After the comprehensive peace agreement was signed, the Sudanese government had six years to make the unity vote attractive at the recent referendum. However, it failed on a number of levels. It failed to allocate quantifiable resources to develop social and public amenities and institutions in the South. It also failed to develop a road map that showed how to address issues which have been the key grievance of the South Sudanese people, namely inequitable distribution of resources. The Sudanese government after the peace accord took over the oil revenues budget portfolio and did not distribute the new found oil wealth evenly. It rather used fake revenue figures and hence did not allocate substantial budget to develop the South.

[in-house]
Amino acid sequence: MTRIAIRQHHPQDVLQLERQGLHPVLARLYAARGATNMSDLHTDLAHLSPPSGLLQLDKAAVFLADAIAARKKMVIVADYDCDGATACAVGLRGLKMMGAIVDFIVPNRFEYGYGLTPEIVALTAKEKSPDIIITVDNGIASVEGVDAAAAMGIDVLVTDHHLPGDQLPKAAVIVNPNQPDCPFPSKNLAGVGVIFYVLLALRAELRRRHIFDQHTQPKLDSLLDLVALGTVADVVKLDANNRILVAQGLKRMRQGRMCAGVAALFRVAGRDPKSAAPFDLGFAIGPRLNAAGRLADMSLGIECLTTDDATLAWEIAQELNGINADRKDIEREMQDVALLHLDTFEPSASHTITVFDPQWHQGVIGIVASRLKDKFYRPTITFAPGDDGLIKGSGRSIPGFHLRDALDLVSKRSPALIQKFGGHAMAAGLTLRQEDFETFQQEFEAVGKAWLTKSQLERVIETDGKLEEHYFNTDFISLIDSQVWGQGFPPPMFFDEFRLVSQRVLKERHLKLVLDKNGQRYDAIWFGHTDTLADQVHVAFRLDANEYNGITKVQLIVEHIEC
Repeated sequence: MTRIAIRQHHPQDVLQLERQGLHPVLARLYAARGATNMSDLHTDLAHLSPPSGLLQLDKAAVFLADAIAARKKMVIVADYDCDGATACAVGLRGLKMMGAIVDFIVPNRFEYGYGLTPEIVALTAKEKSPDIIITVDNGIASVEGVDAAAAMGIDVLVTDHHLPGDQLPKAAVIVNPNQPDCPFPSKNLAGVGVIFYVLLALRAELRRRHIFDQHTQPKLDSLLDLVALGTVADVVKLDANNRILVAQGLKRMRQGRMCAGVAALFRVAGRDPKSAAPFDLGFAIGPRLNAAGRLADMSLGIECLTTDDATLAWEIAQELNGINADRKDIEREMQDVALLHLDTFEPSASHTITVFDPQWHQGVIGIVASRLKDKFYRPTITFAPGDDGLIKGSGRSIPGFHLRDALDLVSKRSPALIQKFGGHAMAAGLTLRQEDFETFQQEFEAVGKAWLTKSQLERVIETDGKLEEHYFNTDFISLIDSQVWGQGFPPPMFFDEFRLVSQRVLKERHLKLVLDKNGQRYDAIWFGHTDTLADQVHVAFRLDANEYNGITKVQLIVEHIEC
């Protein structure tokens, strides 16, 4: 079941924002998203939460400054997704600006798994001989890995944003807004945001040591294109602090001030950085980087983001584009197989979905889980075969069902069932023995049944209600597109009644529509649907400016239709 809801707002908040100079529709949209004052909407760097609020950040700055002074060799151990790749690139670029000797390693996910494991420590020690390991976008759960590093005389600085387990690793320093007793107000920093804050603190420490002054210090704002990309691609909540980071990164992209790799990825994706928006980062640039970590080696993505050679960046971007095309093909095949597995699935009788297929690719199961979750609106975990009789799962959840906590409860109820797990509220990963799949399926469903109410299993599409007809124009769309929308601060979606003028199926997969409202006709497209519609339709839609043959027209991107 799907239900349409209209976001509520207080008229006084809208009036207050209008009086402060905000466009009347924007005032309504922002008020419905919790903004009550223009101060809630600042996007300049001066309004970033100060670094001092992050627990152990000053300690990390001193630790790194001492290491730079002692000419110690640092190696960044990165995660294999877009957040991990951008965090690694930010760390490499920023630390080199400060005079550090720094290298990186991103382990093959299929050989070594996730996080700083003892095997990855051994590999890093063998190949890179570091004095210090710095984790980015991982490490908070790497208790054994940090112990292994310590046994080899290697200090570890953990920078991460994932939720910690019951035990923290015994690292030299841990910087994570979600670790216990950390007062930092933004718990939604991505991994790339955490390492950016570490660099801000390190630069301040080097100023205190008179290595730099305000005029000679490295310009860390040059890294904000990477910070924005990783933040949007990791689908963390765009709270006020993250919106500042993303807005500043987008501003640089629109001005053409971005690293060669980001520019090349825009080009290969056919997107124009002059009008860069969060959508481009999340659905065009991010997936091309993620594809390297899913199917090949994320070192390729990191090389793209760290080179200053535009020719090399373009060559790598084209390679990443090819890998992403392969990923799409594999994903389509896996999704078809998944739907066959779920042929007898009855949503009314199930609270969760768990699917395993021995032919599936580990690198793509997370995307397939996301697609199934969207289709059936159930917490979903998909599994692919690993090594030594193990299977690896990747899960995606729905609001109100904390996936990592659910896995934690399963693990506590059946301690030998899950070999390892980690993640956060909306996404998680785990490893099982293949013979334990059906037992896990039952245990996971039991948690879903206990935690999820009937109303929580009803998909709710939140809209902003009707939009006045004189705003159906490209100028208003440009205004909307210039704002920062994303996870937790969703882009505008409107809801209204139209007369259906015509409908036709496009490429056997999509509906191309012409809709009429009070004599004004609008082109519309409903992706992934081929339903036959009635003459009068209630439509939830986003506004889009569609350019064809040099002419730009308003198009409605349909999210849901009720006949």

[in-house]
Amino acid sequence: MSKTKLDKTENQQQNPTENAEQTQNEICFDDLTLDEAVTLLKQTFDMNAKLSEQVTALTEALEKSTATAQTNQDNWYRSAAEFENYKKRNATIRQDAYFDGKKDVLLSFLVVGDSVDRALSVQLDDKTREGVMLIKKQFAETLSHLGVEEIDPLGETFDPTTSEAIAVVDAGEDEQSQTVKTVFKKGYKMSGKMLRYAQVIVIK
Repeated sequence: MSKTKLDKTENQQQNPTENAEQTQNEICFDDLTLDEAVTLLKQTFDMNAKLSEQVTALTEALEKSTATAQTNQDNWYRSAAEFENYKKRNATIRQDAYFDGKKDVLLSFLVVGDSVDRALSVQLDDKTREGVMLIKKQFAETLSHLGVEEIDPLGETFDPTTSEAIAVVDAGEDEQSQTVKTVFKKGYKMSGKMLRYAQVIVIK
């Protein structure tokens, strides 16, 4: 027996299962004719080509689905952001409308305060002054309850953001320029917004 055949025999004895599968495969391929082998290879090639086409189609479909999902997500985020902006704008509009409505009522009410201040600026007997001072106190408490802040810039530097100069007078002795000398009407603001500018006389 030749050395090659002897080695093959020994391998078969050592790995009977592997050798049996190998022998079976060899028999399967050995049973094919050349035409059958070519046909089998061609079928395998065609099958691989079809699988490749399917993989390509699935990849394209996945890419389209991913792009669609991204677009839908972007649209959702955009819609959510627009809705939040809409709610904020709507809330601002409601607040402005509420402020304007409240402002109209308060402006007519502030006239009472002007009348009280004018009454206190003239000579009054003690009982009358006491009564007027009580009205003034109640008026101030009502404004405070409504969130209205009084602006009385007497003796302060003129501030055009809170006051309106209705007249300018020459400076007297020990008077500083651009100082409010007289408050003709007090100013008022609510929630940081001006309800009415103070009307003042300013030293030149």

The South Sudanese became wiser over the years. They have learnt after many agreements and undertakings have been dishonoured by the subsequent Northern Islamic governments. One such agreement was in 1972, the Addis Ababa Agreement, that the South should not be governed by Sharia Law. This was short lived. In September 1983, the then President Nemeri re-enacted Sharia Laws saying that “the Addis Ababa Peace Agreement was neither a Koran nor a Bible”. This meant that it was subject to modifications that favoured the interest of the Northern Sudanese at the expense of their Christian Southern brothers and sisters.